Tags: weather, youtube
Related to a discussion about winter weather and road conditions, I searched up a post in this blog a few years back. Embedded in the post is a YouTube video about slippery road conditions in Seattle. The video shows cars bumping into each other as drivers in Seattle are not accustomed to snow and ice on the streets and accordingly have no idea of the appropriate usage of winter tires.
As I tried to watch the video I was encountered with this screen, much to my amazement:
Come on, YouTube! Consequences of human behaviour are often harmful and driving on an icy street without proper tires can certainly have harmful effects but I am buffed to learn that YouTube has a policy of banning coverage of real life situations as they may occur. They obviously have a lot of censoring to be done to turn 100 % of the content into harmless fairy tale with no connection to real life.
Oh, and while I am at it, how harmful is the activity depicted in this clip, so far unbanned and watched by more than 100.000 times? I am adding a screan capture just in case the clip gets removed.
As Google announced yesterday they are no longer going to censor their search results at Google.cn. I can now present evidence that they are worth their word, regardless what the real reason behind their decision was and regardless that I still have trouble understanding that they agreed to censor the results in the first place:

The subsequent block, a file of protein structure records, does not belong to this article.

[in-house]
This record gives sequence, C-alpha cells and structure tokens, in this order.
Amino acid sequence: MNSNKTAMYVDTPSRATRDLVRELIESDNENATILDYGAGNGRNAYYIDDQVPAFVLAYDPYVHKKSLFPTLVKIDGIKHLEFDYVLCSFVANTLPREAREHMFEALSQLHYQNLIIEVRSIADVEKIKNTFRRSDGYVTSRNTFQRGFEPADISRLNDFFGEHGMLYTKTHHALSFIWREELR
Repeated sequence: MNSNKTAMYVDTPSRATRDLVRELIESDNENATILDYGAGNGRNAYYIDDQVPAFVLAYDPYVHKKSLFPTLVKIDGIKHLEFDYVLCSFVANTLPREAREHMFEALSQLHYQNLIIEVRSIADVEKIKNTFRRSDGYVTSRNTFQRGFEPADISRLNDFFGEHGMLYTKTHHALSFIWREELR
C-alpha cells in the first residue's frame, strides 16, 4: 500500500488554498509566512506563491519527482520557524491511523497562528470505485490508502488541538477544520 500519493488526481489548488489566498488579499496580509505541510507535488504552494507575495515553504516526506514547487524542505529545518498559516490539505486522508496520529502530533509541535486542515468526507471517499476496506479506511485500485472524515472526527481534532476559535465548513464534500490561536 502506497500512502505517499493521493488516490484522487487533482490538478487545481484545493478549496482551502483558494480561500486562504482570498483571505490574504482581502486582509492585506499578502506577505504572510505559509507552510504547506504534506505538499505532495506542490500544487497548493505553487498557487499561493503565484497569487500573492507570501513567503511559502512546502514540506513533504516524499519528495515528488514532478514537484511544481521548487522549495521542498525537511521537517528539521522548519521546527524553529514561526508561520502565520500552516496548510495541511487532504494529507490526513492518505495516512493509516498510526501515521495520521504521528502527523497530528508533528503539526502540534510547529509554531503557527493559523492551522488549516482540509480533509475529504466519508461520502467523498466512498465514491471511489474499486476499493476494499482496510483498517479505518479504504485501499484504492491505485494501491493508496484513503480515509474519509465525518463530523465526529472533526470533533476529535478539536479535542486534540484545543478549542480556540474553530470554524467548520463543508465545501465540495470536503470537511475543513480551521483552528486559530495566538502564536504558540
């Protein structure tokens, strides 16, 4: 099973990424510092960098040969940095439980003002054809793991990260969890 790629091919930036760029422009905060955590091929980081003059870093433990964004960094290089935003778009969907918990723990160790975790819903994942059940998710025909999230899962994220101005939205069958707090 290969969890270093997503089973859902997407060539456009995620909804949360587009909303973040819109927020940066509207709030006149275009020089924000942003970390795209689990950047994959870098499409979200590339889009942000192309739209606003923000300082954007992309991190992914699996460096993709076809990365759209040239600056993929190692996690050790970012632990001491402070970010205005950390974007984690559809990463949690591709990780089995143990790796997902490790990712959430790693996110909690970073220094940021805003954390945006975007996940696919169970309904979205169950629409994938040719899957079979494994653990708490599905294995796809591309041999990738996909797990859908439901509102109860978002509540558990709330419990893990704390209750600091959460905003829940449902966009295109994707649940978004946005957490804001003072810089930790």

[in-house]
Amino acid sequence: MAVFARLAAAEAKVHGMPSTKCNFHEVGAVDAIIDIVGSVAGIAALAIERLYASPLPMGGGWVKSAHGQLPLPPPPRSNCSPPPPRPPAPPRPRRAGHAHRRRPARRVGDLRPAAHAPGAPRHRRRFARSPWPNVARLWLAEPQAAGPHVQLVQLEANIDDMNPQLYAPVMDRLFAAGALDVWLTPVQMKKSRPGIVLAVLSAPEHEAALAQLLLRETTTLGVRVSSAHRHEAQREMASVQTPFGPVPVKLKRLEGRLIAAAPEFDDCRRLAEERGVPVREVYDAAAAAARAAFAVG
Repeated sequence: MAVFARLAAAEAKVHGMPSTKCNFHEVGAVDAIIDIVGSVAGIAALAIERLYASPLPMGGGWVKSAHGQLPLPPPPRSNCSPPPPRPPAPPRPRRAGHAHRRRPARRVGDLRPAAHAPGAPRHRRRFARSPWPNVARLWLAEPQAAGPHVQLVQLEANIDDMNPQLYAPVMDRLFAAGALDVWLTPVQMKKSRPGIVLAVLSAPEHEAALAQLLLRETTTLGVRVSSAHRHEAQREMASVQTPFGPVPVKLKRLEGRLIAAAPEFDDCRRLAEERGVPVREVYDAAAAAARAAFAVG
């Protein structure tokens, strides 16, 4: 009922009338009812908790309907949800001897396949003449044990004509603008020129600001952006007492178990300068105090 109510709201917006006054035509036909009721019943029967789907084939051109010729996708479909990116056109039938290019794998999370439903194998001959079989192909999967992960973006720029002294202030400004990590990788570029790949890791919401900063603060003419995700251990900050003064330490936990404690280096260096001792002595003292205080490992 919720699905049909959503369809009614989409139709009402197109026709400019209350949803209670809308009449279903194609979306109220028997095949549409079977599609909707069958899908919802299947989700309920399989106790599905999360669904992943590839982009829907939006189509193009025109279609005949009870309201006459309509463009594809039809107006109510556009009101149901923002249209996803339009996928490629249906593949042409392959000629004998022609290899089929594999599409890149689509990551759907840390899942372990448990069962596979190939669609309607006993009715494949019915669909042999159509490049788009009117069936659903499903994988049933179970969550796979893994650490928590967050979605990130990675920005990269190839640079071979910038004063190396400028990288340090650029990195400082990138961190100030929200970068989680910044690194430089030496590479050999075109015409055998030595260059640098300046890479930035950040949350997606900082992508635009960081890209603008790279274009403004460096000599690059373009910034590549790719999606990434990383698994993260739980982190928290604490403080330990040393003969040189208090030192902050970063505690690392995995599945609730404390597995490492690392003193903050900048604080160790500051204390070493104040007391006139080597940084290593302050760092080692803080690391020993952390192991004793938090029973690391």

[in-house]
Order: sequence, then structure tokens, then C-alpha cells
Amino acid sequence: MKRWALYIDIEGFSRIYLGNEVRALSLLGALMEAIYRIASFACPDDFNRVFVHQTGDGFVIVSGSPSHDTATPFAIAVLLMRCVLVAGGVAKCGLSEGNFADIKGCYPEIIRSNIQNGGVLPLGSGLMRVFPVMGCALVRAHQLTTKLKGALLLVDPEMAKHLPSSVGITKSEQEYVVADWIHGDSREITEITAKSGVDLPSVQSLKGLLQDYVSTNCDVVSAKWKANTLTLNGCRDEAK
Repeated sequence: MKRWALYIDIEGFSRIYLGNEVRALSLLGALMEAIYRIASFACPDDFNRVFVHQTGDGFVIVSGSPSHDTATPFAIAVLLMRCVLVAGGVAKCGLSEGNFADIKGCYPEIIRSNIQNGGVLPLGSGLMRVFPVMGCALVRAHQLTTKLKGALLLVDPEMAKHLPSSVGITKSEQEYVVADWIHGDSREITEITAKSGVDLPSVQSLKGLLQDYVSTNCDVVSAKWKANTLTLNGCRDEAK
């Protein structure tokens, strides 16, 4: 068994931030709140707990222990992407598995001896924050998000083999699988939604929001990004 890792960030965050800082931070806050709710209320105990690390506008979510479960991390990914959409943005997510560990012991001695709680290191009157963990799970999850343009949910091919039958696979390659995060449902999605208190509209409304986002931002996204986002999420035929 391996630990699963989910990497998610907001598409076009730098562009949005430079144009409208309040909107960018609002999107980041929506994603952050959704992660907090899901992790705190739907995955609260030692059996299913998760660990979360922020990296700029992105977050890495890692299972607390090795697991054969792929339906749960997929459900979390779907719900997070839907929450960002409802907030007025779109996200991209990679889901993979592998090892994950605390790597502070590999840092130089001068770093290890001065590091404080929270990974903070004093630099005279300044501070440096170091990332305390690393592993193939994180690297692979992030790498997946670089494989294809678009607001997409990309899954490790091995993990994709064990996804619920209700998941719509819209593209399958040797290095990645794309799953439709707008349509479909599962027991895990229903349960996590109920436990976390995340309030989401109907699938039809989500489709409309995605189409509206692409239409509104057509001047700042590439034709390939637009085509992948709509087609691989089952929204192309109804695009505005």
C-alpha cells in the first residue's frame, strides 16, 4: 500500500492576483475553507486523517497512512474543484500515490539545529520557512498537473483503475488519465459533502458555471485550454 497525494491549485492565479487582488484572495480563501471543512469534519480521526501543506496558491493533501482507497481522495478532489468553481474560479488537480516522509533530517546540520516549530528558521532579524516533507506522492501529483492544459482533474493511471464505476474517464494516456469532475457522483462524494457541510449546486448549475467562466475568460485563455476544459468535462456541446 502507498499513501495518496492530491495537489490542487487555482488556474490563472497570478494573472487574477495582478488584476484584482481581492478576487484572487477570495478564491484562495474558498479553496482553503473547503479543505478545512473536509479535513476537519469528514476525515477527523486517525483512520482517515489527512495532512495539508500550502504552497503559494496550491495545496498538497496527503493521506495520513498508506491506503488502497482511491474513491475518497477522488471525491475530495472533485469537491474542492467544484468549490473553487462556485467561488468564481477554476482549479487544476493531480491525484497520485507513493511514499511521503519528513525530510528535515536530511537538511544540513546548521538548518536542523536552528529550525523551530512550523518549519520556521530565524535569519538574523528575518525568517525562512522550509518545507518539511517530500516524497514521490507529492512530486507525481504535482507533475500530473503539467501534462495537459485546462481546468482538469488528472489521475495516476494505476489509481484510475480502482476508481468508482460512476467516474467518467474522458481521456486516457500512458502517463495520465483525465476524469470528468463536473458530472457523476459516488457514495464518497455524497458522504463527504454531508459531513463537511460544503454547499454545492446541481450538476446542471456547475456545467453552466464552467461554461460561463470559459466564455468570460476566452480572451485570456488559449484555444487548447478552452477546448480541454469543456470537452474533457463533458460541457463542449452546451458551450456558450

A moment ago I was rated A +. Just so you know whose blog you are reading.
Say what! Rated? Here is the explanation:
Not serious at all.
Get your’s here.
Tags: pirate bay
The torrent bulletin board Pirate Bay was closed yesterday by a Swedish court injunction targeted against their ISP. And now, about 24 hours later the site is up and running again as if nothing had happened, displaying this cool t-shirt logo:
I am impressed by the speed of it. Just as I am impressed how Peter Sunde just casually broke the news in Twitter: “Oh, did i forget? TPB is up again.”
Welcome back, TPB!
Is Twitter being attacked again?
Tags: security, twitter
I appriciate that Twitter is concerned of my security but this is a bit too much of the good stuff. Locking me out of my account does not help me at all, neither does it prevent any unauthorised usage of my account. On the contrary, it makes things worse because as long as I have no access to my account, I am unable to make sure that nobody else has that access.
What happened was that I temporarily granted access to my account to a third party application. As soon as that app had done what it was supposed to, I cancelled the access and changed my Twitter password, just to be on the safe side. What I failed to observe was that when I changed my password in the web interface I had TweetDeck running all the time and I did not come to think that I needed to change the password there as well. Hence, TweetDeck kept trying to access my account using the old password and naturally failed.
Twitter apparently took this as an unauthorized attempt to crack my account. But rather than letting me update the password in TweetDeck they chose to lock me out in both TweetDeck and web interface. Security is fine but I wonder what the point in this action might be and how exactly is it going to increase my security.
Edit: Looks like I have my access back. I still honestly do not understand why it was necessary to keep me out for a couple of hours.
It is not the first time I receive this crazy error message when trying to enter a comment to a Facebook status update.
Now, if I am indeed offline as Facebook seems to be thinking, then what is the point in showing me this mesage? If I were offline I would obviously not see it.